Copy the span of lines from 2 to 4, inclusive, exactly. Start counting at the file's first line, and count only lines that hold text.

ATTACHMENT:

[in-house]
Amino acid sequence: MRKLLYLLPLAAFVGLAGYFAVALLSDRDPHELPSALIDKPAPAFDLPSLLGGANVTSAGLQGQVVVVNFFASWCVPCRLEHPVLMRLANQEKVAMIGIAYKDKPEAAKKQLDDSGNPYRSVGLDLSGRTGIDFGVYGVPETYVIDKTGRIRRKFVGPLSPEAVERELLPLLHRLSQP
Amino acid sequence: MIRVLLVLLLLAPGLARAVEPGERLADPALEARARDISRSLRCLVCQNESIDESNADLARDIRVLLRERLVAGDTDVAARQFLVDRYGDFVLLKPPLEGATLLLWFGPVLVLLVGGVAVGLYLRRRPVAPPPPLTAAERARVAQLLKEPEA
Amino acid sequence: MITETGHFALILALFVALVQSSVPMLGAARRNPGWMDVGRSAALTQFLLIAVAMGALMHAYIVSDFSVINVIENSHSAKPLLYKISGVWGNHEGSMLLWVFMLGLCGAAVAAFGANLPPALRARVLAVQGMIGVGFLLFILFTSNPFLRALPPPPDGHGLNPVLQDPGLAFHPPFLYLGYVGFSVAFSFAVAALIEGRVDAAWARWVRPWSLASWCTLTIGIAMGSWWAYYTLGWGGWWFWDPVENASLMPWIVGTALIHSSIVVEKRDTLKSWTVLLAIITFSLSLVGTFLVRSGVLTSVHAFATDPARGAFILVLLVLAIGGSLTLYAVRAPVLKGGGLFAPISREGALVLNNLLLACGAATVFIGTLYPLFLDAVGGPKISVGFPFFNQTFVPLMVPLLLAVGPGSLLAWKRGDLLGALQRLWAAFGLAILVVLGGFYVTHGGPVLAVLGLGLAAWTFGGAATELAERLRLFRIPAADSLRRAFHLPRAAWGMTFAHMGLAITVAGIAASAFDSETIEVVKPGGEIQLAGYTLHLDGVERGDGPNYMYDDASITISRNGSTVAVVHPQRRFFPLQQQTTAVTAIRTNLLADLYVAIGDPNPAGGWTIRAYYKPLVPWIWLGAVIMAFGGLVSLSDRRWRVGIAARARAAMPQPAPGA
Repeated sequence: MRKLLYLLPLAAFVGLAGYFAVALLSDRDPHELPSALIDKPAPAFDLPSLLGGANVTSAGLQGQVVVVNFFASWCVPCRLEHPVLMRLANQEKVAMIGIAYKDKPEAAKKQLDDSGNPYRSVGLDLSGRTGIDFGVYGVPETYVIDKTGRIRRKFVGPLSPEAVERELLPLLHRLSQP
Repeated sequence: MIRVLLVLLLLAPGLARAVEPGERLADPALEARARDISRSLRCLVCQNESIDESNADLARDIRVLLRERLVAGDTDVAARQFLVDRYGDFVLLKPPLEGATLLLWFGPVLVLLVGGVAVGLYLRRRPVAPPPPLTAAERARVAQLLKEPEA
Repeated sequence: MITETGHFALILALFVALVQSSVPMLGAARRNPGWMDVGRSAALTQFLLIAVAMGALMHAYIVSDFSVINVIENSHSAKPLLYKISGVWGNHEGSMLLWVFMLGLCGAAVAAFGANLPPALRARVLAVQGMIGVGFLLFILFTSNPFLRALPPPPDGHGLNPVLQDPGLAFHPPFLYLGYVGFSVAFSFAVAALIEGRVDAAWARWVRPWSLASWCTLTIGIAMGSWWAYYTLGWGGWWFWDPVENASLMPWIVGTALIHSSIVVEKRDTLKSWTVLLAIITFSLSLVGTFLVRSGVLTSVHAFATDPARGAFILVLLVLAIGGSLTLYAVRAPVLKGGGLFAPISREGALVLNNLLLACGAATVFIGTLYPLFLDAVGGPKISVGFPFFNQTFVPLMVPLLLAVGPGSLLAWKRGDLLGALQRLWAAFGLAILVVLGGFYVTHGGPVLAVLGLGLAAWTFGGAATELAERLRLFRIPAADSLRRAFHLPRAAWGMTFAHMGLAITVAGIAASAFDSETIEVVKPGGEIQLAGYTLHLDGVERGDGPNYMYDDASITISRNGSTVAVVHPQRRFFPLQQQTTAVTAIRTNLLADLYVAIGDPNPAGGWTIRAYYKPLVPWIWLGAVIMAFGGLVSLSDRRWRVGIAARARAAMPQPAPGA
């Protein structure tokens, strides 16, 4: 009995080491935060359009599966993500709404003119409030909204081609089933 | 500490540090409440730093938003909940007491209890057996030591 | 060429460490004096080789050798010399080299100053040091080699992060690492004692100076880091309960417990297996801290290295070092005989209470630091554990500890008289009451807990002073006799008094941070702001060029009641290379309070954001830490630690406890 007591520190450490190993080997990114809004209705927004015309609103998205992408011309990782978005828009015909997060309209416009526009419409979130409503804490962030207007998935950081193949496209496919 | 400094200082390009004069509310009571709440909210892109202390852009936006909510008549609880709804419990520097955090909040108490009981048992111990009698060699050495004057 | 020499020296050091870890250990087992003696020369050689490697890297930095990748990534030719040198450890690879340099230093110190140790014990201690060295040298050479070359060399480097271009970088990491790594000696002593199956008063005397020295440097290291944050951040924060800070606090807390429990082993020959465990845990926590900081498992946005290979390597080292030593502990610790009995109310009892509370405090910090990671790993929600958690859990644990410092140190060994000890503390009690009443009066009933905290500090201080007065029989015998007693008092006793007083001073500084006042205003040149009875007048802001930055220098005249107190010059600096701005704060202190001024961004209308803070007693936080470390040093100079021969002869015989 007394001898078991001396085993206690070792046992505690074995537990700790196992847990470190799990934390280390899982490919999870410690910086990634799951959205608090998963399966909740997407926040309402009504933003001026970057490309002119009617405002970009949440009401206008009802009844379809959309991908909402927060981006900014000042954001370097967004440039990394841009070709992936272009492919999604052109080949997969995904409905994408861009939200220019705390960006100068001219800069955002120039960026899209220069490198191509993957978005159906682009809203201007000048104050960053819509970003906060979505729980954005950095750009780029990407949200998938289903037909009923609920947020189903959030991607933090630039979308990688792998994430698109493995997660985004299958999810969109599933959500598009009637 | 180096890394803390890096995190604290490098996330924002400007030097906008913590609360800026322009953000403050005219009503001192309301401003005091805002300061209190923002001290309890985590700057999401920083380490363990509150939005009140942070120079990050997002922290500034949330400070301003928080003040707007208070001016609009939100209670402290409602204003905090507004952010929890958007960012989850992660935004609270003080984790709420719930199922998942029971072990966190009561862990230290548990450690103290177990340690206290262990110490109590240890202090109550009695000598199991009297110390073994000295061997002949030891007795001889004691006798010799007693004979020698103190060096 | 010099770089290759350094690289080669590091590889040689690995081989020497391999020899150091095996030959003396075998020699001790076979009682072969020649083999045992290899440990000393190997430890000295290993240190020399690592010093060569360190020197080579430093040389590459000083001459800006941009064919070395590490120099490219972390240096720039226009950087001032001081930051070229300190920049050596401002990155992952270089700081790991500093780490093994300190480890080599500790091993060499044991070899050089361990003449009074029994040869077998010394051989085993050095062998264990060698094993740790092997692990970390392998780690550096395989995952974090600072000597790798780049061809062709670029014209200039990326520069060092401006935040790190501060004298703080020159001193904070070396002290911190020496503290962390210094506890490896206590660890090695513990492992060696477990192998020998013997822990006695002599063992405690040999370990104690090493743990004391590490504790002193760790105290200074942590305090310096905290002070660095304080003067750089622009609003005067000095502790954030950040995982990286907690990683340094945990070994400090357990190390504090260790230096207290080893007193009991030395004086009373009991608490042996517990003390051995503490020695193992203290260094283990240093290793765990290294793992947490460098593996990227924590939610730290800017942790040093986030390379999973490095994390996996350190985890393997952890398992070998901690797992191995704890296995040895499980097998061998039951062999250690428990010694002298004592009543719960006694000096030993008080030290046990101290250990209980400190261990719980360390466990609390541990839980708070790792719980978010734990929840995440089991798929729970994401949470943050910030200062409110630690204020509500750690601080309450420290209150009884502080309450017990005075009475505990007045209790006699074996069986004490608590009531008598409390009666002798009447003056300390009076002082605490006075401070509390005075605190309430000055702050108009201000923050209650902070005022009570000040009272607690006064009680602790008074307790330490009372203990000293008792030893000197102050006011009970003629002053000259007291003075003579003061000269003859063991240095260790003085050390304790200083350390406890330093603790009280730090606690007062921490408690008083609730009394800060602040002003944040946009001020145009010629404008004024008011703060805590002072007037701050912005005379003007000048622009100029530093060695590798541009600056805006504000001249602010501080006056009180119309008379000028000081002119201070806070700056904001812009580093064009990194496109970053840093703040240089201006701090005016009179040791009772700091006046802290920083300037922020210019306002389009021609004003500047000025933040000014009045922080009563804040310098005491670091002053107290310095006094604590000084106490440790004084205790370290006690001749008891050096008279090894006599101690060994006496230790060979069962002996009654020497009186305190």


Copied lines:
Amino acid sequence: MRKLLYLLPLAAFVGLAGYFAVALLSDRDPHELPSALIDKPAPAFDLPSLLGGANVTSAGLQGQVVVVNFFASWCVPCRLEHPVLMRLANQEKVAMIGIAYKDKPEAAKKQLDDSGNPYRSVGLDLSGRTGIDFGVYGVPETYVIDKTGRIRRKFVGPLSPEAVERELLPLLHRLSQP
Amino acid sequence: MIRVLLVLLLLAPGLARAVEPGERLADPALEARARDISRSLRCLVCQNESIDESNADLARDIRVLLRERLVAGDTDVAARQFLVDRYGDFVLLKPPLEGATLLLWFGPVLVLLVGGVAVGLYLRRRPVAPPPPLTAAERARVAQLLKEPEA
Amino acid sequence: MITETGHFALILALFVALVQSSVPMLGAARRNPGWMDVGRSAALTQFLLIAVAMGALMHAYIVSDFSVINVIENSHSAKPLLYKISGVWGNHEGSMLLWVFMLGLCGAAVAAFGANLPPALRARVLAVQGMIGVGFLLFILFTSNPFLRALPPPPDGHGLNPVLQDPGLAFHPPFLYLGYVGFSVAFSFAVAALIEGRVDAAWARWVRPWSLASWCTLTIGIAMGSWWAYYTLGWGGWWFWDPVENASLMPWIVGTALIHSSIVVEKRDTLKSWTVLLAIITFSLSLVGTFLVRSGVLTSVHAFATDPARGAFILVLLVLAIGGSLTLYAVRAPVLKGGGLFAPISREGALVLNNLLLACGAATVFIGTLYPLFLDAVGGPKISVGFPFFNQTFVPLMVPLLLAVGPGSLLAWKRGDLLGALQRLWAAFGLAILVVLGGFYVTHGGPVLAVLGLGLAAWTFGGAATELAERLRLFRIPAADSLRRAFHLPRAAWGMTFAHMGLAITVAGIAASAFDSETIEVVKPGGEIQLAGYTLHLDGVERGDGPNYMYDDASITISRNGSTVAVVHPQRRFFPLQQQTTAVTAIRTNLLADLYVAIGDPNPAGGWTIRAYYKPLVPWIWLGAVIMAFGGLVSLSDRRWRVGIAARARAAMPQPAPGA